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    1. Our days are definitely full when we're out-n-about, Anne, but there's always a time when we say to each other "I've had enough!" HA! We do have our limits. But we go full-blast while we're going. :)

      Many thanks for your good wishes. We're really looking forward to it all.

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  6. what a fun city this is. i really love the street shots. i love those narrow alleys and cobblestone streets. you are right cathedrals are museums themselves. would love to see a small european like this (if i can't make it here).

    safe travels and i'm sure you'll have a ball visiting with family. hey, the braves are in the post-season. hurry back so you can see them play some more.

    btw are you staying for thanksgiving?

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    1. I'm glad I can share these European cities with you, Maria. Aren't they wonderful! Thanks for your travel wishes. We all but fully packed, leaving early-early tomorrow morning.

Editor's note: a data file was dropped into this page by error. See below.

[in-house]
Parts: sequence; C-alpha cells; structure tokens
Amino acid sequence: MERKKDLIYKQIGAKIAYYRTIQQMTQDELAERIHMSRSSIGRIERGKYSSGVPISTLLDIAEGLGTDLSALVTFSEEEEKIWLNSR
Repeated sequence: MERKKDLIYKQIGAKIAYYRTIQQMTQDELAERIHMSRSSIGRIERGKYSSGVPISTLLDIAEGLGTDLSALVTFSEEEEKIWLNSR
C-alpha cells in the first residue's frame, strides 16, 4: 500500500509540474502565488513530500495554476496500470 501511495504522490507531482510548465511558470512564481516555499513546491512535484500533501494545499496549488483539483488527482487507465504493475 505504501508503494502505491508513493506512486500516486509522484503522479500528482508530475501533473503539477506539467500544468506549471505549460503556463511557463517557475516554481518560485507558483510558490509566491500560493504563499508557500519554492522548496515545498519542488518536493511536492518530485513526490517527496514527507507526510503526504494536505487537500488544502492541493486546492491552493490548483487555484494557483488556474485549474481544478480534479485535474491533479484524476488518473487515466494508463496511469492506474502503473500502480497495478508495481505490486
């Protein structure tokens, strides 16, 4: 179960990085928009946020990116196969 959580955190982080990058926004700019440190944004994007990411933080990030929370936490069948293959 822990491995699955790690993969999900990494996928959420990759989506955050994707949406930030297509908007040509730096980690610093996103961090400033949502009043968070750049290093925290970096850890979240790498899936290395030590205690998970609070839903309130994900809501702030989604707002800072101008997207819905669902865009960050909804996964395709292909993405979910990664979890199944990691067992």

No, we are NOT staying for Thanksgiving. We'll be back by October 23rd!

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  7. Whew!! I spent some time trying to catch up and boy! all I can say is I am short of eyes now! So many great images from so many trips ~

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    1. If WE are short of eyes, I can totally imagine how you are, too, Susan. I can´t believe you tried to catch up, after all you´ve been through. BLESS YOU, Woman. Take care of yourself.

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  8. "The Dom" is amazing ... and I love relics - I know they may not be authentic, but I adore the stories behind them. My favorite is the story of the tilma... The seamless garment fascinates me too. The cathedral here is quite amazing - big enough so it doesn't appear cluttered like many of the churches you show are (IMO). It also appears to not be quite so dark.

    I'm quite taken with the "Electoral Palace " and the "Roman Bridge" in the video... I watched the entire video. I just told John we need to move to the Neterlands... and travel. I think I scared him as each time I have said we should move, we have ;)

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    1. Well, Margaret, just do it. HAHAHA! Come on over and use this country as your stepping stone to all of Europe. We will stay here as long as possible...just to see as much as we possibly can!